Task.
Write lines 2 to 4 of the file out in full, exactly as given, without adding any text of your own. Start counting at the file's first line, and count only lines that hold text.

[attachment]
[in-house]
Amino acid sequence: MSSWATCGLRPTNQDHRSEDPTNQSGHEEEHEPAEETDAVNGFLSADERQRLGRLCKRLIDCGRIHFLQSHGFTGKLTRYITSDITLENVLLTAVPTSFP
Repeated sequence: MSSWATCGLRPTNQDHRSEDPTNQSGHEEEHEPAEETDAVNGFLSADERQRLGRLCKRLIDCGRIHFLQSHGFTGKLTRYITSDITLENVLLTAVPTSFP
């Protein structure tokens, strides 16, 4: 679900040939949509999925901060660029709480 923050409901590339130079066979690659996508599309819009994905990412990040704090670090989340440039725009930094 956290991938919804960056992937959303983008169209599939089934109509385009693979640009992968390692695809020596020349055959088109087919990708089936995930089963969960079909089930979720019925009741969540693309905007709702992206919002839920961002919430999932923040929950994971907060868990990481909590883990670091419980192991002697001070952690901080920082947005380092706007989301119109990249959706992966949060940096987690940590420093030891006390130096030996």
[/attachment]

Amino acid sequence: MSSWATCGLRPTNQDHRSEDPTNQSGHEEEHEPAEETDAVNGFLSADERQRLGRLCKRLIDCGRIHFLQSHGFTGKLTRYITSDITLENVLLTAVPTSFP
Repeated sequence: MSSWATCGLRPTNQDHRSEDPTNQSGHEEEHEPAEETDAVNGFLSADERQRLGRLCKRLIDCGRIHFLQSHGFTGKLTRYITSDITLENVLLTAVPTSFP
């Protein structure tokens, strides 16, 4: 679900040939949509999925901060660029709480 923050409901590339130079066979690659996508599309819009994905990412990040704090670090989340440039725009930094 956290991938919804960056992937959303983008169209599939089934109509385009693979640009992968390692695809020596020349055959088109087919990708089936995930089963969960079909089930979720019925009741969540693309905007709702992206919002839920961002919430999932923040929950994971907060868990990481909590883990670091419980192991002697001070952690901080920082947005380092706007989301119109990249959706992966949060940096987690940590420093030891006390130096030996």